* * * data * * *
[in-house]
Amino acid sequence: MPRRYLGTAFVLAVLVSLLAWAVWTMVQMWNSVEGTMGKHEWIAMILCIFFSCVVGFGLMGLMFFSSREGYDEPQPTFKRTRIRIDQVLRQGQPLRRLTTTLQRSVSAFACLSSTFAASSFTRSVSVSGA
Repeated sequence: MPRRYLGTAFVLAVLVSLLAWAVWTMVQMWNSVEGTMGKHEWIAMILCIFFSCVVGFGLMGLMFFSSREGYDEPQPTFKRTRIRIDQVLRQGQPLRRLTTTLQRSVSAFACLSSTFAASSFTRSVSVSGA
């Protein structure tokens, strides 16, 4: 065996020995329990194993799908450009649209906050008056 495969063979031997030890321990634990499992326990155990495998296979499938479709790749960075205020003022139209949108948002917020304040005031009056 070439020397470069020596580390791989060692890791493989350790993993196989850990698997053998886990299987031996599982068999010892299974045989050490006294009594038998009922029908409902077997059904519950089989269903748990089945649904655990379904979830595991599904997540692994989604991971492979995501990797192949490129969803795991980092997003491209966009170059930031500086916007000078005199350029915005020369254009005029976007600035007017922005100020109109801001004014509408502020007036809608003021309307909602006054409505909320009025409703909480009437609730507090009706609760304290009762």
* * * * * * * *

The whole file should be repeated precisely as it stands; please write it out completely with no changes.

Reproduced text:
[in-house]
Amino acid sequence: MPRRYLGTAFVLAVLVSLLAWAVWTMVQMWNSVEGTMGKHEWIAMILCIFFSCVVGFGLMGLMFFSSREGYDEPQPTFKRTRIRIDQVLRQGQPLRRLTTTLQRSVSAFACLSSTFAASSFTRSVSVSGA
Repeated sequence: MPRRYLGTAFVLAVLVSLLAWAVWTMVQMWNSVEGTMGKHEWIAMILCIFFSCVVGFGLMGLMFFSSREGYDEPQPTFKRTRIRIDQVLRQGQPLRRLTTTLQRSVSAFACLSSTFAASSFTRSVSVSGA
């Protein structure tokens, strides 16, 4: 065996020995329990194993799908450009649209906050008056 495969063979031997030890321990634990499992326990155990495998296979499938479709790749960075205020003022139209949108948002917020304040005031009056 070439020397470069020596580390791989060692890791493989350790993993196989850990698997053998886990299987031996599982068999010892299974045989050490006294009594038998009922029908409902077997059904519950089989269903748990089945649904655990379904979830595991599904997540692994989604991971492979995501990797192949490129969803795991980092997003491209966009170059930031500086916007000078005199350029915005020369254009005029976007600035007017922005100020109109801001004014509408502020007036809608003021309307909602006054409505909320009025409703909480009437609730507090009706609760304290009762």